The gearing isn’t too ridiculous either, so you can enjoying working through the cogs without hitting silly speeds. A modest (for today) power figure of 414bhp helps, too. You can work this car hard on the road in a way that just isn’t feasible with modern supercars.
A 0-62mph time of 4.6 seconds might be hot hatch territory these days, but it doesn’t tell the full story. The high-revving V8, the gated manual shift, the low-slung nature of the car - it all works together to give a much higher impression of speed and drama.
It’s easy to get caught up by the drivetrain, but there’s also a brilliant chassis to back it up. The ride in the standard suspension mode is smooth and comfortable, settling down nicely whenever crappy bits of tarmac are tackled. And yet, body roll is minimal.
The R8 has an early version of Audi’s magnetic ride system, but engaging it doesn’t make much of a difference to the car’s dynamism. It achieves little more than making the ride more uncomfortable and causing mild amusement by the use of the exclamation mark in the message ‘Sport Mode On!’ that flashes up on the dot matrix display.
The hydraulic power steering offers up a small amount of feedback and needs a little more work than the average modern setup thanks to a more leisurely ratio. That’s just fine, particularly since your efforts are rewarded by a car that’ll happily change direction very quickly.
Based around a Torsen centre differential, the all-wheel drive system tends to give off a sense of neutrality, occasionally giving a whiff of movement at the rear. In some corners, the R8 can understeer earlier than I’d like, but it’s a small complaint. Yes, a 911 of the era will feel sharper, but the R8 is not as far away as you might imagine while being capable whatever the weather and packing that V8.
Plus, the cabin’s stood the test of time a lot better than the Porsche’s. Sure, the infotainment system instantly dates it, but otherwise, it’s peak Audi cabin design. Minimalist, stylish and well built, and only ever so slightly let down by the egregious use of climate controls from an A1. It’s a car you could clock many miles in without thinking about it, and once you upgrade that old nav unit for something aftermarket with the usual mobile syncing stuff, the R8 will be as useable as any modern supercar.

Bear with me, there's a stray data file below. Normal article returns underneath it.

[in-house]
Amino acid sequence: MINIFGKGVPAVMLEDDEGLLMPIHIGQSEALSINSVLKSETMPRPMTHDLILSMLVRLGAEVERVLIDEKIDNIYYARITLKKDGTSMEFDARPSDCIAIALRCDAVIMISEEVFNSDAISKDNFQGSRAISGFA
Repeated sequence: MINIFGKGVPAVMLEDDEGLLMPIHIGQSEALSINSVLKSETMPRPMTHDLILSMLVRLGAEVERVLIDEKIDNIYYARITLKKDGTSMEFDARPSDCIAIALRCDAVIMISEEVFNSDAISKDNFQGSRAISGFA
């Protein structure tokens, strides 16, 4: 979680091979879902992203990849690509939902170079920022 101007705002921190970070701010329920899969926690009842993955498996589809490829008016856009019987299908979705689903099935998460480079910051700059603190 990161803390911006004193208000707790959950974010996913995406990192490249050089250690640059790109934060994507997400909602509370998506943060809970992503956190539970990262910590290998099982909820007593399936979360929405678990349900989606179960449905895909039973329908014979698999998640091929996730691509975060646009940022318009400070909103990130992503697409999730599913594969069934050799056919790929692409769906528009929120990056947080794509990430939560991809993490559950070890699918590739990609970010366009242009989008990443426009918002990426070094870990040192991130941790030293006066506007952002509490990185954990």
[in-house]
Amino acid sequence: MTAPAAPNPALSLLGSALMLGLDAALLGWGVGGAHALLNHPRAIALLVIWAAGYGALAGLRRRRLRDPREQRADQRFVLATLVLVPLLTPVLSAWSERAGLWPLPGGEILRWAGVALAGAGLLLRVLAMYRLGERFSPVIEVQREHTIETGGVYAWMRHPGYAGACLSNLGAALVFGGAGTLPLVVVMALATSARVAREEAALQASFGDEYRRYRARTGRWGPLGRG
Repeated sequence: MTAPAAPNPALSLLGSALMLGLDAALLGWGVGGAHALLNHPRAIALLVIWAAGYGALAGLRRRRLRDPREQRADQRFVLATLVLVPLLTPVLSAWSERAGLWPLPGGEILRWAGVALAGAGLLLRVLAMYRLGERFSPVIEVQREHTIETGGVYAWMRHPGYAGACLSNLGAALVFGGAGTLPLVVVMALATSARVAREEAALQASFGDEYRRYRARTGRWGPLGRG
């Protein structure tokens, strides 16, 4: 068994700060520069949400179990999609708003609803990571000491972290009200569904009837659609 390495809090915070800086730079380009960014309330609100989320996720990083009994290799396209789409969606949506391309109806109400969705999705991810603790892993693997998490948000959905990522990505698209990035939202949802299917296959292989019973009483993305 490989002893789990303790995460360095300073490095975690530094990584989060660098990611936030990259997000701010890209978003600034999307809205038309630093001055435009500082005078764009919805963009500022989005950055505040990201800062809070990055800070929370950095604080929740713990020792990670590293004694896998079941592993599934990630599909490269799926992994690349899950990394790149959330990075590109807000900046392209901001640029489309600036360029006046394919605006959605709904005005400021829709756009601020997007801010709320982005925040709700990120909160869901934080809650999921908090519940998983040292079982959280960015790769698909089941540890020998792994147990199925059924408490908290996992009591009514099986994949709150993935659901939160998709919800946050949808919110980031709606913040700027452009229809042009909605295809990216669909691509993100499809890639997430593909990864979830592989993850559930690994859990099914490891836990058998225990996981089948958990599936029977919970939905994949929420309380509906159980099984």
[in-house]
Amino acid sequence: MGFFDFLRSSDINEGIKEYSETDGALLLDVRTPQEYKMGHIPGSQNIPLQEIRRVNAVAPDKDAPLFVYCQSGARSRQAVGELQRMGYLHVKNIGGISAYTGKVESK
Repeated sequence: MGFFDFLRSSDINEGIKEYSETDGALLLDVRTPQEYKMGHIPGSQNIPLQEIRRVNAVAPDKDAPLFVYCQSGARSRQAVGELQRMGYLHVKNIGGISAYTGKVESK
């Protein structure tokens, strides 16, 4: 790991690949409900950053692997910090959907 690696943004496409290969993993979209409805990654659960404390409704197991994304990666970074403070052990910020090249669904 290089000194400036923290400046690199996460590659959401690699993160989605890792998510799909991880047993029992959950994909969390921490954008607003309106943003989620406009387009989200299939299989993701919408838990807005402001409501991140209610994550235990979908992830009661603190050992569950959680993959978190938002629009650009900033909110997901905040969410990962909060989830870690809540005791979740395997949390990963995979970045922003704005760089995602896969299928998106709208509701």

Despite all of the above, there are early 4.2-litre R8s out there for as little as £30,000. A budget of £40,000 should buy you a really decent one, and while certainly not cheap to run, they aren’t hellishly expensive to keep going either.
If I had £40,000 spare, I’d have one in a heartbeat. Even if I had a lot more than that, I still would. There isn’t a single modern supercar I’d own over one of these. It shows that Audi was on to something back then, using a car with supercar DNA to deliver more sports car-like performance. But sadly, it’s big, impressive stats that tend to sell these things when they’re new.
Once the V10 was introduced, buyers flocked to it, neglecting the sweeter V8. The gated manual found itself all but abandoned, too. In the last three years of the first-gen R8’s run, 99 per cent of customers went for the S Tronic dual-clutch transmission. No wonder Audi ditched it and the V8 for the current generation.
This merely makes the original 4.2 manual all the more appealing. It’s the connoisseur’s choice. The one for people who actually give a damn about driving. You can keep your 0-62mph bragging rights - going slower while being noisier is way more fun.